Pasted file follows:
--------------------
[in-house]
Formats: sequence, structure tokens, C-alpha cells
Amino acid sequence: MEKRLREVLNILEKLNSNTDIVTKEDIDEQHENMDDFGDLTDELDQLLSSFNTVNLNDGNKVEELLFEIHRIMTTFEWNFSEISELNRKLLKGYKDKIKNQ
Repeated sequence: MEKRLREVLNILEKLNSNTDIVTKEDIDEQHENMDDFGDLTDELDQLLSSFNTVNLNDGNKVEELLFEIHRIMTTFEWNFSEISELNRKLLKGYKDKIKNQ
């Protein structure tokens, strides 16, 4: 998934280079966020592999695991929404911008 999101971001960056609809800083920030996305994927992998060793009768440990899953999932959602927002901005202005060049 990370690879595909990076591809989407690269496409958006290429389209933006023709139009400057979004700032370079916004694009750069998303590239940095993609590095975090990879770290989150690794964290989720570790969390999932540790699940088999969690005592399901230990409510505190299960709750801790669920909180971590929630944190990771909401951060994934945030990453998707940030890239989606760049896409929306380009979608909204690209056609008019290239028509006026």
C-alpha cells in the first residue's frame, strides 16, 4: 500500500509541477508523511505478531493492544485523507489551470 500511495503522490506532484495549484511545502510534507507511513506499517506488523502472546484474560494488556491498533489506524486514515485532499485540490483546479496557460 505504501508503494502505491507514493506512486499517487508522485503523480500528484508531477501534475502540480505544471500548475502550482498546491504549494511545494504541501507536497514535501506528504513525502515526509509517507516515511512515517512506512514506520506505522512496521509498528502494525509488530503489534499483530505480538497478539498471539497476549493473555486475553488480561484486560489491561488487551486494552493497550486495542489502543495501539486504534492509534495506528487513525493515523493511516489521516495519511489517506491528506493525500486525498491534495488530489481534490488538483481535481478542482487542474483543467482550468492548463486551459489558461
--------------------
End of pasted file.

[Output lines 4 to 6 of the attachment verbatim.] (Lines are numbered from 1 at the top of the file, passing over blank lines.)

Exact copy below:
Repeated sequence: MEKRLREVLNILEKLNSNTDIVTKEDIDEQHENMDDFGDLTDELDQLLSSFNTVNLNDGNKVEELLFEIHRIMTTFEWNFSEISELNRKLLKGYKDKIKNQ
């Protein structure tokens, strides 16, 4: 998934280079966020592999695991929404911008 999101971001960056609809800083920030996305994927992998060793009768440990899953999932959602927002901005202005060049 990370690879595909990076591809989407690269496409958006290429389209933006023709139009400057979004700032370079916004694009750069998303590239940095993609590095975090990879770290989150690794964290989720570790969390999932540790699940088999969690005592399901230990409510505190299960709750801790669920909180971590929630944190990771909401951060994934945030990453998707940030890239989606760049896409929306380009979608909204690209056609008019290239028509006026």
C-alpha cells in the first residue's frame, strides 16, 4: 500500500509541477508523511505478531493492544485523507489551470 500511495503522490506532484495549484511545502510534507507511513506499517506488523502472546484474560494488556491498533489506524486514515485532499485540490483546479496557460 505504501508503494502505491507514493506512486499517487508522485503523480500528484508531477501534475502540480505544471500548475502550482498546491504549494511545494504541501507536497514535501506528504513525502515526509509517507516515511512515517512506512514506520506505522512496521509498528502494525509488530503489534499483530505480538497478539498471539497476549493473555486475553488480561484486560489491561488487551486494552493497550486495542489502543495501539486504534492509534495506528487513525493515523493511516489521516495519511489517506491528506493525500486525498491534495488530489481534490488538483481535481478542482487542474483543467482550468492548463486551459489558461